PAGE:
Privileged Post-College Grads: Selling Out to Stay Afloat?

Alexander Zaitchik has an excellent review of The Trap: Selling Out to Stay Afloat in Winner-Take-All America in today’s SF Chronicle. The book is about “privileged post-college compromise,” the idea that well-intentioned middle-class kids are going to work for corporate law firms or investment banks not because they really want to, but because that’s what it takes to pay for rent and cappuccinos in pricey, coastal, yuppie cities.

“The Trap” practically bursts with sympathetic portraits of such “sellouts” — from an aspiring civil rights lawyer who joins a union-busting corporate law firm, to an aspiring queer documentary filmmaker (Yale ’03) who takes a job at Google before running back into the relative security of a doctoral program….

Citing rising home and education costs, he remarkably asserts that for educated young Americans, “the nation is fast becoming the land of compulsory yuppiedom.” These unfortunate middle-class kids never wanted to work for Goldman Sachs — society made them do it! Practically turned them into a bunch of Patrick Batemans!

Ha. The review continues:

How did once-aspiring labor lawyers and social workers become reluctant (but willing) whores for corporate America? Brook’s explanation starts with the conservative onslaught against the redistributive economic policies of the New Deal. As income tax rates were slashed and the rich became exponentially richer in the 1980s, the cost of housing and education skyrocketed, placing huge debt burdens on middle-class students and pricing young parents with public service salaries out of good school districts. Meanwhile, the growth of the finance sector created thousands of “high-pay/no-experience jobs” that flooded formerly bohemian neighborhoods with yuppies, squeezing out writers, painters, public defenders — basically everyone making a modest income doing something interesting that they loved.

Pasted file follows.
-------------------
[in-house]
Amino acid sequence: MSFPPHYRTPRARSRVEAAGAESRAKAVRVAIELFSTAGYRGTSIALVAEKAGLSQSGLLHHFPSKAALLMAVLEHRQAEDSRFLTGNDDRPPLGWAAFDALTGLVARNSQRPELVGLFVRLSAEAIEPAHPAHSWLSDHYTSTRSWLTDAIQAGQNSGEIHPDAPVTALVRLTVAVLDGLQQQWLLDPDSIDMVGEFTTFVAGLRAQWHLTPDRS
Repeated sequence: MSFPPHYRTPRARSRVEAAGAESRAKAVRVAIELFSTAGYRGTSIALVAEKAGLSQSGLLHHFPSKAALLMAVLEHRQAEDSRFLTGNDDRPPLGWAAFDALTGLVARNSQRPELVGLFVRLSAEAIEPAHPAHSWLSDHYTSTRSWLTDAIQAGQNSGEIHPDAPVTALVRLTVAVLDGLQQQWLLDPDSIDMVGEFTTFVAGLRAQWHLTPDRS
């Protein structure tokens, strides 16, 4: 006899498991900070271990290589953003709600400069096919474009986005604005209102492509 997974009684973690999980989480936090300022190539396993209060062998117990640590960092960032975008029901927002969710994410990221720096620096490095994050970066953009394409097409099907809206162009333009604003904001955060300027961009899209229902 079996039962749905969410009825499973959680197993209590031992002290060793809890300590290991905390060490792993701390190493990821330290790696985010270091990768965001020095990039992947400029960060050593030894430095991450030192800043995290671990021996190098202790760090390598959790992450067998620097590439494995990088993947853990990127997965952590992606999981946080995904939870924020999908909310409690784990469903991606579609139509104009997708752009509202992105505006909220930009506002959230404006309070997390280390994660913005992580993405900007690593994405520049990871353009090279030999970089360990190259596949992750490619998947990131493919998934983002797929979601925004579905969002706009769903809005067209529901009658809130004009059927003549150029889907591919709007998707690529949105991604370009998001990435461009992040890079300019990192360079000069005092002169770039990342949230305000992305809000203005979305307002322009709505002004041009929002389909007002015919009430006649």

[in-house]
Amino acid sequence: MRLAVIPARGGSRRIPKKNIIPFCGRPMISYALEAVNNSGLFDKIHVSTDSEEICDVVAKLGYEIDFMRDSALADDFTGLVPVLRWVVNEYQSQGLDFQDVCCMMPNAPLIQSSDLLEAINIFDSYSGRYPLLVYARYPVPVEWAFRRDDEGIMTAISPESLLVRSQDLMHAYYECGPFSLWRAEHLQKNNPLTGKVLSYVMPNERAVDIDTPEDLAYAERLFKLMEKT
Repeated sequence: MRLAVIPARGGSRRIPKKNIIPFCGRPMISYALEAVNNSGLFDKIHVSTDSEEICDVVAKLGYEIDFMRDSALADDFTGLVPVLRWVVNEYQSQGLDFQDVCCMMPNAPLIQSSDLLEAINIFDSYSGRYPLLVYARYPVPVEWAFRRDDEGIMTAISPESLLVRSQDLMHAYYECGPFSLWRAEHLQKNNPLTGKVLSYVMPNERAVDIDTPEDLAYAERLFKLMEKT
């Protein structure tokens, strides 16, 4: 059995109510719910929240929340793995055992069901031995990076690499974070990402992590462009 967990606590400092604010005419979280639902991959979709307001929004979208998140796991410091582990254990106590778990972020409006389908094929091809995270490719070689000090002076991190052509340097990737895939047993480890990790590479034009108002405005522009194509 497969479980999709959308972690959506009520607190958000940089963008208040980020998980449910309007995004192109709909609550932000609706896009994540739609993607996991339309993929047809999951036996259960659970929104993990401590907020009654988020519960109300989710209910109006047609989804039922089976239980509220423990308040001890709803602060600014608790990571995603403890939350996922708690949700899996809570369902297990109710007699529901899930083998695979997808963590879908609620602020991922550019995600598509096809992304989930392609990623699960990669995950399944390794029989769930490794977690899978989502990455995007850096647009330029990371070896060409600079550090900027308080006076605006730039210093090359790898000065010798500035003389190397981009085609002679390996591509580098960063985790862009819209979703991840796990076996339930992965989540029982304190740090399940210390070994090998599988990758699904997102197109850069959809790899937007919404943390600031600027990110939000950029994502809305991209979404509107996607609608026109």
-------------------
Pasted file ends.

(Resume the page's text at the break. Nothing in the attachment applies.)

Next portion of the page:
An interesting theory — I myself know many post-college 20-somethings who have jumped at a “high-pay/no-experience” job in the finance industry, predictably hate it, but also predictably like having cash and living in a hip city and going out on the weekends.

As Zaitchik the reviewer says, though, the idea that young Americans are being “forced” into these kinds of jobs is laughable.

It is simply not true that anyone has ever been forced — or ever will be forced — to become a yuppie. While the size of the material sacrifice needed to stay true to one’s ideals is indisputably larger than ever, educated Americans still have life choices beyond living on food stamps or writing copy for Burson-Marsteller. Anyone who says otherwise either has no imagination or values material comforts and prestige ZIP codes more than they are willing to admit.

Indeed. The solution is not to replicate the European welfare state in America to bolster the middle class. Better to start more simply: college grads being imaginative about how to construct a life that embodies genuine interests and values, and being at peace with the potential material and status tradeoffs that such a life might entail. This might mean lowering one’s standard of living to something not as influenced by media depictions of the rich and successful.

If “staying afloat” means living in Manhattan proper and partying every Friday and Saturday night, we have a definitional problem. For example, you can’t graduate from college, take a job an entry-level job at a small, independent publisher in San Francisco, and pay $2,200 a month for a two-bedroom apt on Union Street (hot yuppie central). The solution to this dilemma shouldn’t be, “Well, I guess I have to go into i-banking.” How about, “Why do I need to live on Union Street?”

I will read the book, though, and find out more.

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